Weight Loss

Emotional Eating and Weight Loss

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Everybody emotionally eats at some point, some just do it more often than others and some do it for every emotion.

Not matter what you do it for, the process, or sequence, is still the same:

  1. Trigger – What is your trigger – is it stress from work or family, is it sadness or loneliness?
  2. Eat – When you eat, is it is the same food that you reach for each time you have an emotion?
  3. Guilt – Once we feel guilty about eating generally we will eat again because we feel guilty!

Many people do not even realise they are eating for an emotional reason until it is too late and the plate full of food is already gone.  If this sounds like you, then take some time to think back over the last few days or weeks and the meals you have eaten. Think about why you have chosen the foods you did – were there emotions behind them? Once you start to recognise why you are eating it will make it much easier for you to make better choices.

When we eat, we are generally feeding 1 of 3 things:

  1. Our Body – if this is the case the food is generally healthier.
  2. Our emotional body or soul – if this is the case the food is generally bad.
  3. Our mind – can be either good or bad food.

Let’s have a closer look at the sequence and specifically how we can slow the process down and make some changes to our emotional eating patterns.


When it comes to the trigger, the secrets are to understand your triggers, look for alternatives to eating for emotional triggers and question your decision before eating. In other words:

  1. Ask yourself, what are you avoiding – which emotion is it?
  2. Try something else instead of eating, e.g. go for a walk or read a book.
  3. Ask yourself if you can afford the food – if you eat this food will it put you over your calorie count for the day (remember if you want to lose weight you have to eat less calories than you are burning).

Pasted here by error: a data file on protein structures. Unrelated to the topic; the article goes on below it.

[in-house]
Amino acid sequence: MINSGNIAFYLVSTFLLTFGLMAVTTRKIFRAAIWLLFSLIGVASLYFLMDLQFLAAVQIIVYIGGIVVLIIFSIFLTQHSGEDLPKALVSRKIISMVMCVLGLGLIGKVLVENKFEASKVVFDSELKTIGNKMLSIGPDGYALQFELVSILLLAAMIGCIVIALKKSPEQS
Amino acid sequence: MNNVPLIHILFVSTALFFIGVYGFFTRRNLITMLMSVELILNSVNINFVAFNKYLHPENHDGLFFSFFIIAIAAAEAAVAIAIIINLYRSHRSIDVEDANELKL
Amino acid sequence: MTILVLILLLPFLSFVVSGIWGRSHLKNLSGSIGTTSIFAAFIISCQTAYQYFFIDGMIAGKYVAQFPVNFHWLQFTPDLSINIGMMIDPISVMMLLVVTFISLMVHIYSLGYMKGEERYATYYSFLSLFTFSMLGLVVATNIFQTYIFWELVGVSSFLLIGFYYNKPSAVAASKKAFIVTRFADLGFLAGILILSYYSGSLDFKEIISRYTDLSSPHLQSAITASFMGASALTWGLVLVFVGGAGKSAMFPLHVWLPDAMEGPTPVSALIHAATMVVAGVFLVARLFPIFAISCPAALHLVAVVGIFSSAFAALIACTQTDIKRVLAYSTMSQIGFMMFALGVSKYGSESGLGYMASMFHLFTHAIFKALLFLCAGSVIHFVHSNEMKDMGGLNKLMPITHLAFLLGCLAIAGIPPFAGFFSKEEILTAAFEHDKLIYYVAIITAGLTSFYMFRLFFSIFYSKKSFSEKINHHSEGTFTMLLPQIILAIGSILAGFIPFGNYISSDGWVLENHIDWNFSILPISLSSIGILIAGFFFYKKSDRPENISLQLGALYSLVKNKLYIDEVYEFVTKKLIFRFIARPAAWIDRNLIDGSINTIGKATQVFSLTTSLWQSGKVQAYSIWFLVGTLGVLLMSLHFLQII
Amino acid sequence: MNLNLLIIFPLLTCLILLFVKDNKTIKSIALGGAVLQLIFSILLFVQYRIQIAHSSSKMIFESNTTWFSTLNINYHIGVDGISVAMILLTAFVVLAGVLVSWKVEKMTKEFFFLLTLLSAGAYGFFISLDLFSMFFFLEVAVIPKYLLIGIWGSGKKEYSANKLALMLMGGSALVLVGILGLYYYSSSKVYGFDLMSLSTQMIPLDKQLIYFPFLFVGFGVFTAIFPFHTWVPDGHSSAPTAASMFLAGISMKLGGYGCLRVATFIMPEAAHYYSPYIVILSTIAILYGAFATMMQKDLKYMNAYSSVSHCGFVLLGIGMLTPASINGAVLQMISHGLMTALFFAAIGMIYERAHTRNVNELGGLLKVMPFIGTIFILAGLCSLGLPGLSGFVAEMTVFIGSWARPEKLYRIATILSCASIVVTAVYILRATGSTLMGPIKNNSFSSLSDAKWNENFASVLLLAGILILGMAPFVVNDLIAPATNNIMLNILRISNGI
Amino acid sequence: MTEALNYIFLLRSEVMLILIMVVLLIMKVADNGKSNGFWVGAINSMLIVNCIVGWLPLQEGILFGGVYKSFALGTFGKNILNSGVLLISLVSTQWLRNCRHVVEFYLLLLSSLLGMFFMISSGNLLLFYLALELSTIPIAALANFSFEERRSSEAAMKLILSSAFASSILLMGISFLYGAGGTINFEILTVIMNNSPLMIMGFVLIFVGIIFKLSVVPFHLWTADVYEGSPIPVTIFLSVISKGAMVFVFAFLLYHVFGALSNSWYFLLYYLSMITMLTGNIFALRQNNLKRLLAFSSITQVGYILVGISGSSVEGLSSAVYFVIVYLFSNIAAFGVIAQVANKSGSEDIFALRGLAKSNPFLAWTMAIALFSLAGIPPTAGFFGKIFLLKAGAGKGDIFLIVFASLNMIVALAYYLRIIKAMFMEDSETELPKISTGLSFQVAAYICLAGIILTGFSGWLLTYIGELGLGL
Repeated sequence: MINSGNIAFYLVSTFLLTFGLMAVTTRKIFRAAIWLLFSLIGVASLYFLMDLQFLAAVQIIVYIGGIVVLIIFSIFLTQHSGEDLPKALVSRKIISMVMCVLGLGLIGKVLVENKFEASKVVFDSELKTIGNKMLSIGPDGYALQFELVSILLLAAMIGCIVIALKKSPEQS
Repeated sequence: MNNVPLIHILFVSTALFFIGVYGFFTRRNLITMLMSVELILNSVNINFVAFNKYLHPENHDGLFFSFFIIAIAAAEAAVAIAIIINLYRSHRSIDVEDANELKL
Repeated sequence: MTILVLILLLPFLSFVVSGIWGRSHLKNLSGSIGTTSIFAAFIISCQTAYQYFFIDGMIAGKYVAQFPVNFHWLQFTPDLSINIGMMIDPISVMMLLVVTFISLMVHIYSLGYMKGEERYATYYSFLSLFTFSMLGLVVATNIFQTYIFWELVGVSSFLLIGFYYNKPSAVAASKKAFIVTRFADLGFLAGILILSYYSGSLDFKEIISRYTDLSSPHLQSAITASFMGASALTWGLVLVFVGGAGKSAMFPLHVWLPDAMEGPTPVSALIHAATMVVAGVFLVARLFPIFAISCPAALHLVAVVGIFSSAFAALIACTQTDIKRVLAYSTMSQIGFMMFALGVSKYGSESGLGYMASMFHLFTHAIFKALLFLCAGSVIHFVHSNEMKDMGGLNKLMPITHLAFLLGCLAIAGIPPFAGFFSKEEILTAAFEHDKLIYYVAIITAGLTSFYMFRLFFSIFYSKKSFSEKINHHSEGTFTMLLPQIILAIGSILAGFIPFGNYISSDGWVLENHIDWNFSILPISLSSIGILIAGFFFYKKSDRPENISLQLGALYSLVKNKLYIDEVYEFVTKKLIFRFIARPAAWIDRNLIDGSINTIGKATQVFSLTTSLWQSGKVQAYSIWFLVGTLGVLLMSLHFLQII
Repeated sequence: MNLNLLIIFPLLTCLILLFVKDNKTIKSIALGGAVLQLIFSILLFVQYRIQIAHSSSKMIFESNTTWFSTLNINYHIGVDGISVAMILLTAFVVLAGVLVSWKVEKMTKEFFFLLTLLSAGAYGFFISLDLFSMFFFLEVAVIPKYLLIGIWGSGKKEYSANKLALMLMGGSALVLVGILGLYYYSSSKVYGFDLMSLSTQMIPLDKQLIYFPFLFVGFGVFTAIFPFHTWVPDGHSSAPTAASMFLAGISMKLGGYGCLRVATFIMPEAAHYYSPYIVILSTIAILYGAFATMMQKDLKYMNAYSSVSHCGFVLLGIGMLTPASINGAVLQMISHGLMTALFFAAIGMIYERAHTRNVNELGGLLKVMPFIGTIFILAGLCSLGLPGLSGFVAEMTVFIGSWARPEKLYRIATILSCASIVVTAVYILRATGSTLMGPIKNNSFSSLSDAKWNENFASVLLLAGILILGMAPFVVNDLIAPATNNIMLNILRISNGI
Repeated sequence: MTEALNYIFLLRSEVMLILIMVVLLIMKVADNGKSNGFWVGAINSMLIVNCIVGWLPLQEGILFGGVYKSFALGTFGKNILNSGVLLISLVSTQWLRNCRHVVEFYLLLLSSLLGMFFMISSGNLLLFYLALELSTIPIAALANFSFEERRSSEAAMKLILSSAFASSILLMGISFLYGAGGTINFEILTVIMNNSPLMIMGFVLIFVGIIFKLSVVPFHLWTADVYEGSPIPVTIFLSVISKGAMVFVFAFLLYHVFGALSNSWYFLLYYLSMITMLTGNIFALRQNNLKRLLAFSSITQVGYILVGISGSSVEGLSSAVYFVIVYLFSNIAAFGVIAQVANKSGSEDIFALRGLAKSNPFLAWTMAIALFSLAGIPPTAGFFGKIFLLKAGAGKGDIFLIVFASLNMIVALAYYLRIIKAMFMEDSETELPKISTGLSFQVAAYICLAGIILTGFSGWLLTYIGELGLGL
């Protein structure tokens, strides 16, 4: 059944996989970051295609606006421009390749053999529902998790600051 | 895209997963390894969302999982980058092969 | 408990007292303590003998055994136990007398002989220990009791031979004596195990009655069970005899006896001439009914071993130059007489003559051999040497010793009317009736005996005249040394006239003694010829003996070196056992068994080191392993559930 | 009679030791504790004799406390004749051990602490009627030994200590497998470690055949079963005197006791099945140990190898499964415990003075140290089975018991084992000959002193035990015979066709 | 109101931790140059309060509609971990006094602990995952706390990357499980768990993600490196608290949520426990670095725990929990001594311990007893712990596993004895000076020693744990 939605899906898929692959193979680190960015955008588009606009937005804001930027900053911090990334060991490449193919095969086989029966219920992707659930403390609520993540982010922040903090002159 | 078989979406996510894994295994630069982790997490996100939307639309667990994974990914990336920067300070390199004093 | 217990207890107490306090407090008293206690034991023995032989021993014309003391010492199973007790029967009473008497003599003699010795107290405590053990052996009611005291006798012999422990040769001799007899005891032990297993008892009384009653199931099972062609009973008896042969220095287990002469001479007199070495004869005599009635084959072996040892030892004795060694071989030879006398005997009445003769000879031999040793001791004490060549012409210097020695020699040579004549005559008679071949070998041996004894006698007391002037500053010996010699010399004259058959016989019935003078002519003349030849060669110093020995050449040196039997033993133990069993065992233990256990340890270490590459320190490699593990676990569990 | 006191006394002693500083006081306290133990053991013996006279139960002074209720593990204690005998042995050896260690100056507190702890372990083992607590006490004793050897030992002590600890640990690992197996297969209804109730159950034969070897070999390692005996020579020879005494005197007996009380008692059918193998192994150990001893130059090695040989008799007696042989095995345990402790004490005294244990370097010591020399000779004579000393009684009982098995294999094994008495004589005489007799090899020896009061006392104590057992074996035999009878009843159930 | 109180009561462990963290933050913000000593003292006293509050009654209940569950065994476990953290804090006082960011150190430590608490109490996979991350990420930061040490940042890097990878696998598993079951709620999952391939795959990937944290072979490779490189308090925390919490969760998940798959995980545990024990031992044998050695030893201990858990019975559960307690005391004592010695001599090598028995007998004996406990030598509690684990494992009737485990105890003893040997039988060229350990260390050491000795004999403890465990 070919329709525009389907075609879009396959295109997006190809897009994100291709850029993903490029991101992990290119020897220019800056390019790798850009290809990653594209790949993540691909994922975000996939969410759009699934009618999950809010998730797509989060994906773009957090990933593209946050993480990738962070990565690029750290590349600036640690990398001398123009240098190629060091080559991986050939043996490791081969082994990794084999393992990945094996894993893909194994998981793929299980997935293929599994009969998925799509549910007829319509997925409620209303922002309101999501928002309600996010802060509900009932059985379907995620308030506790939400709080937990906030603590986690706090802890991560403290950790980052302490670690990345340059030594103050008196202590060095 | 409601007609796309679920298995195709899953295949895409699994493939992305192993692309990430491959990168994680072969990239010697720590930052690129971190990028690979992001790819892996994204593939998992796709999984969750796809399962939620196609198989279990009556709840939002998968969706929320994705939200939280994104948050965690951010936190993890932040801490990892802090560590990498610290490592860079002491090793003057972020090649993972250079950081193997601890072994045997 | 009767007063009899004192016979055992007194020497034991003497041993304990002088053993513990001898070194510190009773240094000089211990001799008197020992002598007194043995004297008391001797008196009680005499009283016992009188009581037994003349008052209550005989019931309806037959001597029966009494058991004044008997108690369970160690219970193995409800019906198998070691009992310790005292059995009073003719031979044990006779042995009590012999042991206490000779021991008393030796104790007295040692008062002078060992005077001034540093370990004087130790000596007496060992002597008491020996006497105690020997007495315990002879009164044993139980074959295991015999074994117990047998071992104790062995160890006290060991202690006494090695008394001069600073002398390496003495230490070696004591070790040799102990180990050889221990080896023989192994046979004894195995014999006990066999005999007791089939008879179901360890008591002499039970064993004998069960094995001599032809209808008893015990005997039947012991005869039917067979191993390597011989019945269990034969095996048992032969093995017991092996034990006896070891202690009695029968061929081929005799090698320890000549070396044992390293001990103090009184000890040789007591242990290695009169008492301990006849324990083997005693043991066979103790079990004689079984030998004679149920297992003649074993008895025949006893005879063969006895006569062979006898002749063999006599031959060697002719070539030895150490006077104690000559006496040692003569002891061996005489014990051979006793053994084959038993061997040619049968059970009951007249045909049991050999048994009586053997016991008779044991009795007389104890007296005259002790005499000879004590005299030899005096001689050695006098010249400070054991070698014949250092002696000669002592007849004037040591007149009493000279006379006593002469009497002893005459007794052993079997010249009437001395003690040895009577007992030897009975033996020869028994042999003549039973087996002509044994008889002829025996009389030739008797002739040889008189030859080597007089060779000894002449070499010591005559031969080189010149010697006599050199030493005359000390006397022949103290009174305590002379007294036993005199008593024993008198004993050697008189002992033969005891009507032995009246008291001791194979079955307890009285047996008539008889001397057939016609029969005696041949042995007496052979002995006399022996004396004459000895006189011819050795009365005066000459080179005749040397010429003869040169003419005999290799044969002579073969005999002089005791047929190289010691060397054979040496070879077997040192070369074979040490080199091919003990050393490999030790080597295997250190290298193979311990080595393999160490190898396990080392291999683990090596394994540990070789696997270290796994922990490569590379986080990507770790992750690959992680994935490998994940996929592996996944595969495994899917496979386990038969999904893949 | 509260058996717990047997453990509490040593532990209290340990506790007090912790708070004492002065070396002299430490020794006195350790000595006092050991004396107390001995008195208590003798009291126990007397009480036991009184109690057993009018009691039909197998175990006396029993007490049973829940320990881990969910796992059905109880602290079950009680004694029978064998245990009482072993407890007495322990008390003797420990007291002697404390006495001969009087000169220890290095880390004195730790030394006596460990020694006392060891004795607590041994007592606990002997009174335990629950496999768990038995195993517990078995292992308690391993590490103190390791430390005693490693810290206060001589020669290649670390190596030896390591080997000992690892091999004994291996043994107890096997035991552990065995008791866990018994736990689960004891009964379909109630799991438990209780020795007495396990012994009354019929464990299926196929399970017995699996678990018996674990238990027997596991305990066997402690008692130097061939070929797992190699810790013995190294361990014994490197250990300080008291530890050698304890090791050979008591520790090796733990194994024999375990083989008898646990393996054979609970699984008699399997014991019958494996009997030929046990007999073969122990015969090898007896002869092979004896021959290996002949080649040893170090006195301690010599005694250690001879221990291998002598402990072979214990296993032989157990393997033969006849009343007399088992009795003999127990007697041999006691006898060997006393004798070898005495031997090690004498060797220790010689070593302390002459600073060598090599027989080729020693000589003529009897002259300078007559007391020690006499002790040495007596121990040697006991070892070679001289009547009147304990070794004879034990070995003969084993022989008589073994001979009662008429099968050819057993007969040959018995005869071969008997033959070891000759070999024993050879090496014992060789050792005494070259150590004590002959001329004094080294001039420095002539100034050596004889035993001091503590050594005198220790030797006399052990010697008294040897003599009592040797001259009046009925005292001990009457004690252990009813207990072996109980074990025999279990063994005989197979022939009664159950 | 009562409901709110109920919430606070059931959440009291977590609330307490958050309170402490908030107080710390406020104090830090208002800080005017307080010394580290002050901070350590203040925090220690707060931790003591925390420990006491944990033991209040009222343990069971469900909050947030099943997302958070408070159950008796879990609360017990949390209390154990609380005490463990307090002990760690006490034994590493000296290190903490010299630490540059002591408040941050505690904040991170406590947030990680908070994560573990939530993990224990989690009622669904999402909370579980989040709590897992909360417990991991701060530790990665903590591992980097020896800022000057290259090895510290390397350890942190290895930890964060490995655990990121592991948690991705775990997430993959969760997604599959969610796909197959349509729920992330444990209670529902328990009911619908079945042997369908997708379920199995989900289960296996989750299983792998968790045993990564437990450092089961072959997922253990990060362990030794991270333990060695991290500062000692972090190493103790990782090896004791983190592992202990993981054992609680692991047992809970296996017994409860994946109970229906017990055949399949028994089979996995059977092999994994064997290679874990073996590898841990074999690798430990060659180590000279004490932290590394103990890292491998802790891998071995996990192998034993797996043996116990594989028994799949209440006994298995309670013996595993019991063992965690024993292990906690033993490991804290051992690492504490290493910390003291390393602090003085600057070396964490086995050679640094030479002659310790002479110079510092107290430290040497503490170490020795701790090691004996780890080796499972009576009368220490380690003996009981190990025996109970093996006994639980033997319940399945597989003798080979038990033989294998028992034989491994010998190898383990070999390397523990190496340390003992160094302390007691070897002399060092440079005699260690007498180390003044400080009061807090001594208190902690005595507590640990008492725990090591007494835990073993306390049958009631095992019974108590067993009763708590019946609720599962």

When it comes to eating:

  1. Try to eat something healthier
  2. Ask yourself, can I make a better version of the food I want to have (e.g. a healthy homemade pizza instead of a take away version)?


Feeling guilty about eating for emotional reasons can make things even worse.

When you do feel guilty, ask yourself these questions:

  1. Was eating the food worth it?
  2. Can I account or make up for it? For example, can you work out the next day a little extra or can you improve your meal plan for the next day or so to counter the overconsumption.

Unless you’ve eaten a family block of chocolate or full packet of biscuits, most of the time emotion eating isn’t as bad as we think it is and the calories we are eating are not as much as we thought.

Decide that it is OK

Occasional and low level emotional eating isn’t the end of the world.

Being aware that you are eating for an emotional reason really is the first step in controlling it.

Once you identify and acknowledge your emotional eating, you are starting to take charge of your emotions and not letting them control you. You can find out more about this by at this page weightloss.com.au